Like most people, I best remember the pieces of complex subjects if they are sorted into smaller, more manageable piles. We can use that technique to our advantage as we try to decide whom we wish to vote for in the coming local government election.
Last week we used a sorting technique to decrease the huge pile of all government powers into two: the big pile of federal-like powers that a local government isn?t allowed to use, and the relatively small pile of provincial government powers that a legislature might delegate to its local governments.
Please recall that we don?t have to know them all for this technique to be useful. We just need our intuition to determine if candidates know the difference when telling us what they intend to accomplish. If something sounds wrong, ask. And if they can?t explain, well, you probably have your answer.
When I think of the powers local governments have, I find it easier to remember them if I sort them all into three piles: those to be used for our future, those used in the present and those that have been used in the past. Today we?ll look a few examples the ?future? powers.
Beyond the things that councils are required to do (waste management, emergency services, etc.), the direction a community is going is identified in its Official Community Plan (OCP). It?s designed to be the collective expression of the wishes and desires of the community?s residents (limited only by the set of powers a local government may use).
Once adopted, the things council does are supposed to flow in the direction the OCP sets out and council may not pass a bylaw or resolution that is inconsistent with the OCP. And since council may only act by bylaw or resolution, that pretty much locks things up in favour of our OCP.
In other words, council can?t just make things up as they go. Our OCP sets boundaries and council shouldn?t do things that affect our collective future just because the BC legislature says they are allowed to or because someone thinks that doing such-and-such would be a good idea.
Before going outside the boundaries of the OCP, council must undertake the lengthy public process required to amend the OCP. They must ask us if our wishes and desires have changed. And that fact is useful to us during the election campaign.
So, what does this mean in the practical world? It gives us a fairly simple comparative tool. First, all we need do is be aware of what the OCP contains. A few minutes at the municipal office and a notepad is all it takes.
Second, when we recall the things done by council in the past three years, anything inconsistent with the OCP will jump out.
And third, if a candidate has a ?vision? for our community, we can easily recognize if it differs from our OCP.
If past council members did something that differed from the OCP, then I want an explanation why they deviated from MY plan without MY permission. If not a reasonable story, I?ll not give them my vote.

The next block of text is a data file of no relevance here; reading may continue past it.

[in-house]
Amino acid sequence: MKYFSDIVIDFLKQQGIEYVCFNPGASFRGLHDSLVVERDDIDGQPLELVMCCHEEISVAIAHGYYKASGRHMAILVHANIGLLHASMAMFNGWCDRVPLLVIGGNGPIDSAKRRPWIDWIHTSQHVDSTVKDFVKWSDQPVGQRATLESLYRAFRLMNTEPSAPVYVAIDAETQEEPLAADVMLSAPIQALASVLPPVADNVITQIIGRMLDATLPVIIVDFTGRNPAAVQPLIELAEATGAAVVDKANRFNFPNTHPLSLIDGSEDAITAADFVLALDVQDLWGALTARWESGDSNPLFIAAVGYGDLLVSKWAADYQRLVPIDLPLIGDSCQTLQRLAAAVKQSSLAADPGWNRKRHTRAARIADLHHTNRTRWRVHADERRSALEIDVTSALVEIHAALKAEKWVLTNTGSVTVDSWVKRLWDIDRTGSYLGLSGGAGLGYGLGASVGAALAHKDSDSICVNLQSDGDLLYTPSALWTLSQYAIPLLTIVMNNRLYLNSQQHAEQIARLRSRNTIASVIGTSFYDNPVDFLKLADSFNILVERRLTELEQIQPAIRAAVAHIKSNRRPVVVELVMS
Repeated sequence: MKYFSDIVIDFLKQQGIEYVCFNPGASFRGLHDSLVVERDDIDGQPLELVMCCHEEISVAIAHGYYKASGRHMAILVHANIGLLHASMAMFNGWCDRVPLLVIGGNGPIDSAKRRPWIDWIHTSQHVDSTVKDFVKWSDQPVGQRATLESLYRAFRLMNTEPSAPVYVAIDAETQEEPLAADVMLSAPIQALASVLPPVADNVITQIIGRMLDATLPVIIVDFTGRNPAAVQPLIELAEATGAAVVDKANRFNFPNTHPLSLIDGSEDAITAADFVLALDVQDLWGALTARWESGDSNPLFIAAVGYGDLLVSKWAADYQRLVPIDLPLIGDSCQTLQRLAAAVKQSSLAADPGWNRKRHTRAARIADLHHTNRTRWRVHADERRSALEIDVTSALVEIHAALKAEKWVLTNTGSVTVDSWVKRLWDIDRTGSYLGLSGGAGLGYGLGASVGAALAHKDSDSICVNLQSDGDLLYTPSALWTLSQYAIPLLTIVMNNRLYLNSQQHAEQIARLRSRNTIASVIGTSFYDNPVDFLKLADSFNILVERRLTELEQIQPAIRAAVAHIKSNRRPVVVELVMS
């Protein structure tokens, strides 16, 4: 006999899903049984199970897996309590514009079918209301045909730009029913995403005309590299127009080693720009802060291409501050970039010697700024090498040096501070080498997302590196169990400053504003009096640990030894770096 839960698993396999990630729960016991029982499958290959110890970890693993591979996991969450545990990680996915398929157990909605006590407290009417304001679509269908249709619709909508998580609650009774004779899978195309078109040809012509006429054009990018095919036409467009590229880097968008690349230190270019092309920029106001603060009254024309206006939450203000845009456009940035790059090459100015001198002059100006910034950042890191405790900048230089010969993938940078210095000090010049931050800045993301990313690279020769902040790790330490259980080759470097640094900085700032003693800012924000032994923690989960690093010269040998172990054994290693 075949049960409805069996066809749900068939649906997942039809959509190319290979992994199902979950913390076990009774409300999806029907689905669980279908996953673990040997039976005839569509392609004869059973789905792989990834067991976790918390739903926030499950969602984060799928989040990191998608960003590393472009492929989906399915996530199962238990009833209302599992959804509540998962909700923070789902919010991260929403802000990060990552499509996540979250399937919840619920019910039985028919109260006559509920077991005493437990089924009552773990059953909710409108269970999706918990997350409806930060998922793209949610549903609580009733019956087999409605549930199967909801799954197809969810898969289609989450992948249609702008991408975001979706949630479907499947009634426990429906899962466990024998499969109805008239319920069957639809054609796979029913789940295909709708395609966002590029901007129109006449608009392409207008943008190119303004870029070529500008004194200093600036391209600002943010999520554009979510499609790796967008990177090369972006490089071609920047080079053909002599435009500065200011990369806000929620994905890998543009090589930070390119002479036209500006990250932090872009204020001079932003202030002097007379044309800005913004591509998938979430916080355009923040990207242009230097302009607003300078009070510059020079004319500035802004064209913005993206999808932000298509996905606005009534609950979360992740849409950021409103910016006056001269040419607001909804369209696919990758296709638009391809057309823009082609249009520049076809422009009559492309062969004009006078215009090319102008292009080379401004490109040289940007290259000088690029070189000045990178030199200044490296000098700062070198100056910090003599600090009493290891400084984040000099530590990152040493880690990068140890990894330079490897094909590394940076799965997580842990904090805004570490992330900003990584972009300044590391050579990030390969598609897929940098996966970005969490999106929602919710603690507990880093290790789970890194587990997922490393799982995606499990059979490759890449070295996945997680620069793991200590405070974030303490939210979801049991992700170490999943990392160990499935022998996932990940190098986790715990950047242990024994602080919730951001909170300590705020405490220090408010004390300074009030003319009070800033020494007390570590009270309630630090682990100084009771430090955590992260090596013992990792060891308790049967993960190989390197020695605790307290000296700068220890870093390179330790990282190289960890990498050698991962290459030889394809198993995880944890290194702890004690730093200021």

If a new candidate has a ?vision? differing from the OCP, I expect him or her to be able to explain the differences, to sell me on them and to tell me how it can be delivered when he or she will have just one vote on council.
In my opinion there are few things more costly than a candidate with a cause? particularly if local government hasn?t the power to deal with the subject and if it isn?t part of the OCP. I think it?s far better to find out now, rather than after the person is elected. So, call me picky?
The most important power used to implement our future plans are those related to spending. We can use the sorting and comparison technique to help us with them, too.
Amid the maze of service charges, property tax mils, fees, levies, grants, capital project costs, depreciation, debt cost servicing, ad hoc charges, etc., etc., there really is something for the non-expert to use very effectively: expenditures.
Once you know the basic content of the OCP, it?s a fairly simple matter to learn how much emphasis council placed upon the item or items of interest to the community in general, and you in particular. All the ?plussy-minussy? stuff is important, but how much is spent on a particular thing is a good reflection of how much importance council gave that subject.
Every year council is must devise the ?Five Year Financial Plan? and every summer they must provide an annual financial report. By simply looking at just the ?Expenditures? pages, you can readily see what was INTENDED each year, and also what was ACTUALLY spent.
If I see more than a small percentage difference between the ?intended? and the ?actual?, I expect an explanation from council members looking to be re-elected. If a new candidate doesn?t know the basic numbers or can?t explain how his or her ?vision? fits into the overall story, well, there we are?
Please try these techniques at least as part of a minimal approach to ?sorting?, and please plan on voting.
David and his wife Colleen live in Port McNeill. He holds a degree in Canadian Government and Politics and retired there after a lengthy public service career. He may be contacted via this newspaper.